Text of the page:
Intra-abdominal complications of infective endocarditis have decreased in frequency during the antibiotic era.1 Infarction of the spleen remains one of the most common causes of abdominal pain in patients with bacterial endocarditis. On occasion, this may lead to splenic rupture, hemorrhagic peritonitis, vascular collapse, and death. If recognition and treatment of splenic rupture are prompt, a benign clinical course is likely to follow, while if it is untreated, the outcome is usually fatal. Successful splenectomy in a patient with a ruptured spleen and bacterial endocarditis prompted the report of this case.
A 61-year-old male laborer, who was a chronic alcoholic, first noted fatigue and malaise in the fall of 1973. In October 1973, the hemoglobin value was 8.8 gm/100 ml of blood, but no therapy was given. On Nov 20, bright red blood appeared in the sputum, along with dyspnea, chills, and fever. He was treated with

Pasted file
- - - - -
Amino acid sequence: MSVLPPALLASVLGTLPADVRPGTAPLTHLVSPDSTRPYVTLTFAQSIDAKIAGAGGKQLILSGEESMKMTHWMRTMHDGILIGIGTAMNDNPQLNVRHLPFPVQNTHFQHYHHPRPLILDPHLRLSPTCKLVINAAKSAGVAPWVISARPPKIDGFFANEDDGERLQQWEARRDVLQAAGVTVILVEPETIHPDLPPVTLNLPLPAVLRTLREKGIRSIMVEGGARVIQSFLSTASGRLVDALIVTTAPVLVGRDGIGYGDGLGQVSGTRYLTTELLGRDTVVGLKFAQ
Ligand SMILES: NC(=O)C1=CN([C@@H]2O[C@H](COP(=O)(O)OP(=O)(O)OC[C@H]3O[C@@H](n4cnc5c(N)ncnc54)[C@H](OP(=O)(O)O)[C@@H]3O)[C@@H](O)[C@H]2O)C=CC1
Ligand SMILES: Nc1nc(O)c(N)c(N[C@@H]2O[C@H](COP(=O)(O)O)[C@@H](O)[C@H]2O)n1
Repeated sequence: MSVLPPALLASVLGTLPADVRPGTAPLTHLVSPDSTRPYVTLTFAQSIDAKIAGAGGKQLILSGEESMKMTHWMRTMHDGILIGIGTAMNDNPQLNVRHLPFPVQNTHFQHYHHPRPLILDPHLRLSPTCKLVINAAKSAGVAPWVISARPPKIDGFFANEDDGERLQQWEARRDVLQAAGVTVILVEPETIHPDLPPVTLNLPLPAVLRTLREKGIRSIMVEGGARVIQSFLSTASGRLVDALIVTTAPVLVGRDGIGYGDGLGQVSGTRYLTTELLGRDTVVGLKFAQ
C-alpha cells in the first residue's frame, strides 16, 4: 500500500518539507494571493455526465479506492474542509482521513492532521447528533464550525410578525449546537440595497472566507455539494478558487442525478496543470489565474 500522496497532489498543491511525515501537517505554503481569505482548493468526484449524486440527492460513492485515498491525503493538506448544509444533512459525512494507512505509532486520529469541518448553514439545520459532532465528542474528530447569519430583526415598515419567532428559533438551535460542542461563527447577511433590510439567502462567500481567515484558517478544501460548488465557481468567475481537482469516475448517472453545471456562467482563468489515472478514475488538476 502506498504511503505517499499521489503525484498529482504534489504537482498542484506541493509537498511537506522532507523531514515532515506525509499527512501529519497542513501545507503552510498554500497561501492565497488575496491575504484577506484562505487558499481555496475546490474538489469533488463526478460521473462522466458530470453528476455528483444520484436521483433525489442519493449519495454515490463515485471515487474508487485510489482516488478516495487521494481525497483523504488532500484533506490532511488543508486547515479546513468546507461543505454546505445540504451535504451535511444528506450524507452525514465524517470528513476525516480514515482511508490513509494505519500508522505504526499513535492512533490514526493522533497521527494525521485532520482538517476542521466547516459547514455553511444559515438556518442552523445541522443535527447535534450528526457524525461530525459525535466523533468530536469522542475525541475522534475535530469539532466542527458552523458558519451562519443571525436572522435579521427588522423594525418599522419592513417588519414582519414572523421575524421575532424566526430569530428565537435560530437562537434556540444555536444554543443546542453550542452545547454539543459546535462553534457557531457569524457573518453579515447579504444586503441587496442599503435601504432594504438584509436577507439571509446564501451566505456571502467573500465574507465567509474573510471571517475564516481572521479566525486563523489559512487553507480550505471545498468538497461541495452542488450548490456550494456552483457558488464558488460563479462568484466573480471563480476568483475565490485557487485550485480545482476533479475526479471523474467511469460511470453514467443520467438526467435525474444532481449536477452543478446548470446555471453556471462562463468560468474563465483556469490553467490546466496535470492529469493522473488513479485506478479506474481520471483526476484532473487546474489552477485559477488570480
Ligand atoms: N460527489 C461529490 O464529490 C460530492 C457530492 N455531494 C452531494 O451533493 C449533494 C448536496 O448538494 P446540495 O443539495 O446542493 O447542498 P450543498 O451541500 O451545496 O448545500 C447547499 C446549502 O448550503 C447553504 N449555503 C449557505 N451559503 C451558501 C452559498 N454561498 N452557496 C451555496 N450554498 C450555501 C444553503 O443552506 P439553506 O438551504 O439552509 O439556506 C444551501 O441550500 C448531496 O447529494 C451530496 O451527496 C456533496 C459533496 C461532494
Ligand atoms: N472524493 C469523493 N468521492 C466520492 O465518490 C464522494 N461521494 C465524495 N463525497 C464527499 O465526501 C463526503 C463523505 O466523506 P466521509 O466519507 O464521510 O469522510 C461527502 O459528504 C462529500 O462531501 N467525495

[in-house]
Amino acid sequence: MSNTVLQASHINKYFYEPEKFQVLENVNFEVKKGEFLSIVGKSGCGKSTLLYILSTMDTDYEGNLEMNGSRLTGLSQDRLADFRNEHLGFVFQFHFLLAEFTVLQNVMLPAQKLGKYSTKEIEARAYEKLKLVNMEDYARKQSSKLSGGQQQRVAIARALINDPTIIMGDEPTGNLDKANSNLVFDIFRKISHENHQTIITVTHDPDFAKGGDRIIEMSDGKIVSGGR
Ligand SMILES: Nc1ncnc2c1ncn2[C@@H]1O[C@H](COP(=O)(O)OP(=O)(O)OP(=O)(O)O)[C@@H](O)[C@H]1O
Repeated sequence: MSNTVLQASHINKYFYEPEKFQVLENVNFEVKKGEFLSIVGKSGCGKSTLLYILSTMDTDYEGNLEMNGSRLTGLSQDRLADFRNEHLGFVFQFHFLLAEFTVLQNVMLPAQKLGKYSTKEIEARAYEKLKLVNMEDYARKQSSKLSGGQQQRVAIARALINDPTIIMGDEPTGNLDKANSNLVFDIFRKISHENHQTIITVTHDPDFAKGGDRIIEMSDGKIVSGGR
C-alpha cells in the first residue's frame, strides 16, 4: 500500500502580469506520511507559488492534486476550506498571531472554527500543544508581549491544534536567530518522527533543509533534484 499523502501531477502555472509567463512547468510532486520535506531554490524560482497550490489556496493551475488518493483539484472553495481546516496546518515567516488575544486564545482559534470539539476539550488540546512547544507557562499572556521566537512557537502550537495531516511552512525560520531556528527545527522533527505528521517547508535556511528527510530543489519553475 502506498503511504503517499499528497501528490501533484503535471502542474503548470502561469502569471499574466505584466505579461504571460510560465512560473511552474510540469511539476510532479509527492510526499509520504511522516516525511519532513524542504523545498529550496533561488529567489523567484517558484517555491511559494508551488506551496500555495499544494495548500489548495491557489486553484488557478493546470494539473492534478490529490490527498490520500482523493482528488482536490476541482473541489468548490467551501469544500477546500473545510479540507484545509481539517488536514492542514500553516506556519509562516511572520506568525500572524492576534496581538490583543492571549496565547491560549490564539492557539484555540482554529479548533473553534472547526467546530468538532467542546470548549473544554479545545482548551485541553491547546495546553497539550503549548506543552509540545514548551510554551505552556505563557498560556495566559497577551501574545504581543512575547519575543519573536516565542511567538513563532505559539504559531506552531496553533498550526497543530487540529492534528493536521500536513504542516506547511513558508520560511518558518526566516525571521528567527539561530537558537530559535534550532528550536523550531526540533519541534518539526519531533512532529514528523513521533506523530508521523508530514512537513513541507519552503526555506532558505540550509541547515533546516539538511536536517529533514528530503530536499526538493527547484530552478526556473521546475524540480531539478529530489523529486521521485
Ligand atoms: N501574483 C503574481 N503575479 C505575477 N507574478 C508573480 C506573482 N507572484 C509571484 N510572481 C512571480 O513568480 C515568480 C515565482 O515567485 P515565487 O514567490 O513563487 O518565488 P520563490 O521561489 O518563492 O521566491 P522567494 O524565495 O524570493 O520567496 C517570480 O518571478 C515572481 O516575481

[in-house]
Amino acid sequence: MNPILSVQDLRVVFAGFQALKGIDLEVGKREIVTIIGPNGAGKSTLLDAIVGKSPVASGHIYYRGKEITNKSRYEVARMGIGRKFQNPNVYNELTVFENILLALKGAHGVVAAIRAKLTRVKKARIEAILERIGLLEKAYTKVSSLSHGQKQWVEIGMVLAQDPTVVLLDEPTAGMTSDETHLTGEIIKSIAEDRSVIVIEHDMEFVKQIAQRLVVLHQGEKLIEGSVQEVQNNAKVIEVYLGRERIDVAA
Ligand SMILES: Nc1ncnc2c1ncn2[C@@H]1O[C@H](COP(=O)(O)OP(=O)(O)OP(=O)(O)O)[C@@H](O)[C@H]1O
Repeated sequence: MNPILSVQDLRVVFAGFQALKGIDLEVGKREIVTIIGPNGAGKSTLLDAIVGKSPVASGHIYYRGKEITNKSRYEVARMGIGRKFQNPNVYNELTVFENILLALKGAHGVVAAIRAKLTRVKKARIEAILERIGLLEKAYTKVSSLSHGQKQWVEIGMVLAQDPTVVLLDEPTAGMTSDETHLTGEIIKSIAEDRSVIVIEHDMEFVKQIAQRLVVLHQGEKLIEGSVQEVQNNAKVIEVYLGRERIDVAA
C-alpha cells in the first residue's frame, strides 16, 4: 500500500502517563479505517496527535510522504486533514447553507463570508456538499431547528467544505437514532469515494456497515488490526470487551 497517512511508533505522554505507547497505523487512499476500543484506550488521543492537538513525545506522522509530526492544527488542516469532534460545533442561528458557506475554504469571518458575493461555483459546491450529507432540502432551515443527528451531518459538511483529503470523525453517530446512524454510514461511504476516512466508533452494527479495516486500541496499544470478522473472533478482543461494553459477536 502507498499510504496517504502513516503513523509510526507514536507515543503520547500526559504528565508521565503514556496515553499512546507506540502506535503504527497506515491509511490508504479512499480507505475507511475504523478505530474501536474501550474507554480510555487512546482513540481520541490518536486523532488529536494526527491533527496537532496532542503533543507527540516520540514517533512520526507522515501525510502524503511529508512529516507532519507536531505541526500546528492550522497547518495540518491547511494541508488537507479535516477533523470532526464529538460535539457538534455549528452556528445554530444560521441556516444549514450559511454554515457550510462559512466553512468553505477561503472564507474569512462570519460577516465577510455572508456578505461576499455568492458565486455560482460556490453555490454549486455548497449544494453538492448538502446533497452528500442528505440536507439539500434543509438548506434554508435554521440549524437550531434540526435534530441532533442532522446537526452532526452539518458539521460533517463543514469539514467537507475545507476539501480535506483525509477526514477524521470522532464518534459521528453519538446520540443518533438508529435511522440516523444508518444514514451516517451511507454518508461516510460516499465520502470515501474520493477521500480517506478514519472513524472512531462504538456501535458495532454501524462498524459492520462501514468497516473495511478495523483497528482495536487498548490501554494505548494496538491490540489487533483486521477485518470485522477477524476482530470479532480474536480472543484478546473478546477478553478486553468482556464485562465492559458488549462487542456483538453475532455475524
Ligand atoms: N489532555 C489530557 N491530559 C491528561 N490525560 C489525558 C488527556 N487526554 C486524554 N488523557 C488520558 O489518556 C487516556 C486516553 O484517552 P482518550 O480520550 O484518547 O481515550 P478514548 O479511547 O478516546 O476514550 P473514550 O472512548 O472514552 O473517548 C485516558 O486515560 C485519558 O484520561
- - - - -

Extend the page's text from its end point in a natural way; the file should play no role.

Raymond Vergne, Brad Selland, Fredarick L. Gobel, Wendell H. Hall. Rupture of the Spleen in Infective Endocarditis. Arch Intern Med. 1975;135(9):1265–1267. doi:10.1001/archinte.1975.00330090137017
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